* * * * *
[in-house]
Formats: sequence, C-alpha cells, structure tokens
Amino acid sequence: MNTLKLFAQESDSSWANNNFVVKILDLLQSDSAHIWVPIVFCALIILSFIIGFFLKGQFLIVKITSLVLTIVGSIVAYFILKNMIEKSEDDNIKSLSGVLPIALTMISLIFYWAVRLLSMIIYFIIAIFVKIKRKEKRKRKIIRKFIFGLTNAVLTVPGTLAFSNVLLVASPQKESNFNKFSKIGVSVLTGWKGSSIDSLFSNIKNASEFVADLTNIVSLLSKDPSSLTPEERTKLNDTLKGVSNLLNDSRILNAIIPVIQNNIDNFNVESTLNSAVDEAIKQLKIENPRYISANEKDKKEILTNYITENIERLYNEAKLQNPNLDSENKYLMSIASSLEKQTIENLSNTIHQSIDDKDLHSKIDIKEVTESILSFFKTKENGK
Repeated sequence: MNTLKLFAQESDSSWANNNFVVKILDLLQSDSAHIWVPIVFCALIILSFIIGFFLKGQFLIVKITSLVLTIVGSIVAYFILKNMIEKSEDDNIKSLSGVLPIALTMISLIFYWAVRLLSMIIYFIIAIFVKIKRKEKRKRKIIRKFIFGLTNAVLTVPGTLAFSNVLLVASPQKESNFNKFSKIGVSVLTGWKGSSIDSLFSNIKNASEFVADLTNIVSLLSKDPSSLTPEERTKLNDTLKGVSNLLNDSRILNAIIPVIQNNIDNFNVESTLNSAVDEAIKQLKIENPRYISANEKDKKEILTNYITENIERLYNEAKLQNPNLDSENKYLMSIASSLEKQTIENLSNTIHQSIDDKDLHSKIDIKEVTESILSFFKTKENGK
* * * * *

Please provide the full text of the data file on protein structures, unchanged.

[in-house]
Formats: sequence, C-alpha cells, structure tokens
Amino acid sequence: MNTLKLFAQESDSSWANNNFVVKILDLLQSDSAHIWVPIVFCALIILSFIIGFFLKGQFLIVKITSLVLTIVGSIVAYFILKNMIEKSEDDNIKSLSGVLPIALTMISLIFYWAVRLLSMIIYFIIAIFVKIKRKEKRKRKIIRKFIFGLTNAVLTVPGTLAFSNVLLVASPQKESNFNKFSKIGVSVLTGWKGSSIDSLFSNIKNASEFVADLTNIVSLLSKDPSSLTPEERTKLNDTLKGVSNLLNDSRILNAIIPVIQNNIDNFNVESTLNSAVDEAIKQLKIENPRYISANEKDKKEILTNYITENIERLYNEAKLQNPNLDSENKYLMSIASSLEKQTIENLSNTIHQSIDDKDLHSKIDIKEVTESILSFFKTKENGK
Repeated sequence: MNTLKLFAQESDSSWANNNFVVKILDLLQSDSAHIWVPIVFCALIILSFIIGFFLKGQFLIVKITSLVLTIVGSIVAYFILKNMIEKSEDDNIKSLSGVLPIALTMISLIFYWAVRLLSMIIYFIIAIFVKIKRKEKRKRKIIRKFIFGLTNAVLTVPGTLAFSNVLLVASPQKESNFNKFSKIGVSVLTGWKGSSIDSLFSNIKNASEFVADLTNIVSLLSKDPSSLTPEERTKLNDTLKGVSNLLNDSRILNAIIPVIQNNIDNFNVESTLNSAVDEAIKQLKIENPRYISANEKDKKEILTNYITENIERLYNEAKLQNPNLDSENKYLMSIASSLEKQTIENLSNTIHQSIDDKDLHSKIDIKEVTESILSFFKTKENGK